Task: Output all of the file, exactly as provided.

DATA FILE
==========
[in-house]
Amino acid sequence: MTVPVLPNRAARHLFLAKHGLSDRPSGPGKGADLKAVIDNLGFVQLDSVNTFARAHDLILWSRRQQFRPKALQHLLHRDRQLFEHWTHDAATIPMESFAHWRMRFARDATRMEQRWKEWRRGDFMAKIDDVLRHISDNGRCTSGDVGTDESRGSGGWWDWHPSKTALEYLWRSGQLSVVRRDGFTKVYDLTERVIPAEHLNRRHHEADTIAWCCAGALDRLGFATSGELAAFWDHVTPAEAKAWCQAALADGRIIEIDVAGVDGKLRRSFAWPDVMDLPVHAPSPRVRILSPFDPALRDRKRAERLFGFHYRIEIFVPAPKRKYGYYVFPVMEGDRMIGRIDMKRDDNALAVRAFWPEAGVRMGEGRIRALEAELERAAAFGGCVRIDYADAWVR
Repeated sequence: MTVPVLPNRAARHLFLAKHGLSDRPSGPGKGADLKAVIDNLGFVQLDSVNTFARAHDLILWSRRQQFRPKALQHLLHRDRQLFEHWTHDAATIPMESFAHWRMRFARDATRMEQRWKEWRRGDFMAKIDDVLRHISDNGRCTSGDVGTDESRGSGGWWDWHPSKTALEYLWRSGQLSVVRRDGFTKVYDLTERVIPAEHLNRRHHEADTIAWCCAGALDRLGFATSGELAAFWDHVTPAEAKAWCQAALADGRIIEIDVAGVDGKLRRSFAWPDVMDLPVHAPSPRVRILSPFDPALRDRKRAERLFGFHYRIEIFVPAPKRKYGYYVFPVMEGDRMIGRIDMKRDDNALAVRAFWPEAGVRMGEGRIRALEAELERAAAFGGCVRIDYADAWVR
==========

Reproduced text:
[in-house]
Amino acid sequence: MTVPVLPNRAARHLFLAKHGLSDRPSGPGKGADLKAVIDNLGFVQLDSVNTFARAHDLILWSRRQQFRPKALQHLLHRDRQLFEHWTHDAATIPMESFAHWRMRFARDATRMEQRWKEWRRGDFMAKIDDVLRHISDNGRCTSGDVGTDESRGSGGWWDWHPSKTALEYLWRSGQLSVVRRDGFTKVYDLTERVIPAEHLNRRHHEADTIAWCCAGALDRLGFATSGELAAFWDHVTPAEAKAWCQAALADGRIIEIDVAGVDGKLRRSFAWPDVMDLPVHAPSPRVRILSPFDPALRDRKRAERLFGFHYRIEIFVPAPKRKYGYYVFPVMEGDRMIGRIDMKRDDNALAVRAFWPEAGVRMGEGRIRALEAELERAAAFGGCVRIDYADAWVR
Repeated sequence: MTVPVLPNRAARHLFLAKHGLSDRPSGPGKGADLKAVIDNLGFVQLDSVNTFARAHDLILWSRRQQFRPKALQHLLHRDRQLFEHWTHDAATIPMESFAHWRMRFARDATRMEQRWKEWRRGDFMAKIDDVLRHISDNGRCTSGDVGTDESRGSGGWWDWHPSKTALEYLWRSGQLSVVRRDGFTKVYDLTERVIPAEHLNRRHHEADTIAWCCAGALDRLGFATSGELAAFWDHVTPAEAKAWCQAALADGRIIEIDVAGVDGKLRRSFAWPDVMDLPVHAPSPRVRILSPFDPALRDRKRAERLFGFHYRIEIFVPAPKRKYGYYVFPVMEGDRMIGRIDMKRDDNALAVRAFWPEAGVRMGEGRIRALEAELERAAAFGGCVRIDYADAWVR